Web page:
WASHINGTON (Legal Newsline) - House Judiciary Chairman and Innovation Act sponsor Bob Goodlatte says patent legislation will be signed into law “in the near future.”
Goodlatte, R-Va., made the remarks during the U.S. Chamber of Commerce’s Intellectual Property Summit this week.
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“As we continue our journey into the digital age, we must be sure to continue to reward our innovators with the exclusive rights to their works for limited periods of time. This incentive is still necessary to maintain America’s position as the world leader in innovation,” he told attendees.
“Because the United States has been the pioneer for intellectual property protections, it is no surprise that our IP industries are so successful, and are so crucial to our national economy. These industries have created millions of high-skilled, high-paying U.S. jobs and have contributed billions to our economy.
“However, the proliferation of IP theft in America is growing and is threatening to undermine the very protections our founding fathers envisioned.”
Goodlatte said provisions of the America Invents Act have made it easier to challenge frivolous patents at the U.S. Patent and Trademark Office.
The AIA, signed into law in 2011 and its central provisions put into effect in March 2013, switched the U.S. patent system from a “first to invent” to a “first inventor to file” system, eliminated interference proceedings and developed post-grant opposition.
“The Innovation Act that I authored addressed the growing problem of frivolous patent troll litigation,” he said.
The legislation required:
- Plaintiffs to disclose who the owner of a patent is before litigation, so that it is clear who the real parties behind the litigation are;
- Plaintiffs to actually explain why they are suing a company in their court pleadings;
- Courts to make decisions about whether a patent is valid or invalid early in the litigation process so that patent trolls cannot drag patent cases on for years based on invalid claims. This prevents invalid patents from being used to extort money from retailers and end users;
- The U.S. Judicial Conference to make rules to reduce the costs of discovery in patent litigation so that patent trolls cannot use the high costs of discovery to extort money from small businesses and entrepreneurs; and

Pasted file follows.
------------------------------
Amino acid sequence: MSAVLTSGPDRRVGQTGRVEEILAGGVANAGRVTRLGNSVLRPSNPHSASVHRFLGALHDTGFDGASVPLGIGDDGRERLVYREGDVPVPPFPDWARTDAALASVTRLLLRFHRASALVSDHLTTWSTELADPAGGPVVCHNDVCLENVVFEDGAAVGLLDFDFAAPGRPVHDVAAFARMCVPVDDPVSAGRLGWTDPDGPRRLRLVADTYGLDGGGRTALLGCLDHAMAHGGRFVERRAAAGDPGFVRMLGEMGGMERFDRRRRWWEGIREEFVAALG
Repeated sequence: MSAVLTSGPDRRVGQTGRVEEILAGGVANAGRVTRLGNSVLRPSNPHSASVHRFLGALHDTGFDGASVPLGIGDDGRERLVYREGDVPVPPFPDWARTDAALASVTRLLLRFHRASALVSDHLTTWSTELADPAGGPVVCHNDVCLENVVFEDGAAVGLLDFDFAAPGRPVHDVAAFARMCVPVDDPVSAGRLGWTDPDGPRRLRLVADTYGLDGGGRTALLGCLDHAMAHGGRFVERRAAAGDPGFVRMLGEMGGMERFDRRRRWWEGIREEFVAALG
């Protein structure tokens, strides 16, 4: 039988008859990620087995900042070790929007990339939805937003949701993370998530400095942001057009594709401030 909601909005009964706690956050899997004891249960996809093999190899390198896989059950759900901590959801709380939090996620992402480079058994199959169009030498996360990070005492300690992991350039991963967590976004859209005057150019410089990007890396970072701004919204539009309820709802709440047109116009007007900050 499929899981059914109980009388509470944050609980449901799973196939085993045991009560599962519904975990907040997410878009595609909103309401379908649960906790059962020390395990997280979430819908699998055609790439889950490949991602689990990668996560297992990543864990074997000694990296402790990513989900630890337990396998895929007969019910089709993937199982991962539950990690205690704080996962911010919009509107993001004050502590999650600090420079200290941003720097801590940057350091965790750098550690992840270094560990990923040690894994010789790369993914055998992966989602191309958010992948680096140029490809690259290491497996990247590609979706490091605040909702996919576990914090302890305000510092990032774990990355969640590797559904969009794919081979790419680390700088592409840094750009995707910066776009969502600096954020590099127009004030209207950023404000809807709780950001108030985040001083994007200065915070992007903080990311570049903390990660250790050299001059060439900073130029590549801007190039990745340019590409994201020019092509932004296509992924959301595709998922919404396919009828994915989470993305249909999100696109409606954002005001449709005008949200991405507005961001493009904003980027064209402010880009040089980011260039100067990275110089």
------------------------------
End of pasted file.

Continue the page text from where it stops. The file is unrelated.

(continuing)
- The PTO to provide educational resources for those facing abusive patent litigation claims.
The legislation also required judges to award attorneys’ fees to the victims of the frivolous lawsuit.
Last year, the U.S. House overwhelmingly approved Goodlatte’s bill. But efforts to pass the patent reform came to a halt in the U.S. Senate in the spring.
Then, U.S. Sen. Patrick Leahy removed his bill, the Patent Transparency and Improvements Act, from the judiciary committee’s calendar in May.
Leahy, a Democrat, blamed Sen. Harry Reid, D-Nev., for its failure. The outgoing Senate Majority Leader reportedly has strong ties to trial lawyers, and they were concerned about the fee-shifting provision of the bill that would require the loser to pay the winner’s legal fees.
“Despite passing the House last December by a bipartisan vote of 325-91, the Innovation Act ran into the Washington D.C. version of quicksand known as the Senate,” Goodlatte said, adding that the results of the midterm election bodes well for patent reform.
“Fortunately, voters earlier this month made it clear that they are more interested in results than the latest filibuster,” he said.
Goodlatte said he looks forward to working with incoming Senate Majority Leader Mitch McConnell, R-Ky., and incoming Senate Judiciary Chairman Chuck Grassley, R-Iowa, to see that legislation will be enacted.
“As the 113th Congress draws to a close and we start looking to the 114th Congress, I can assure you that the strong work we have started will continue,” he said.
“The (House Judiciary) Committee will be focused on protecting American innovation and creativity in an effort to create jobs and restore economic prosperity to America.”
From Legal Newsline: Reach Jessica Karmasek by email at email@example.com.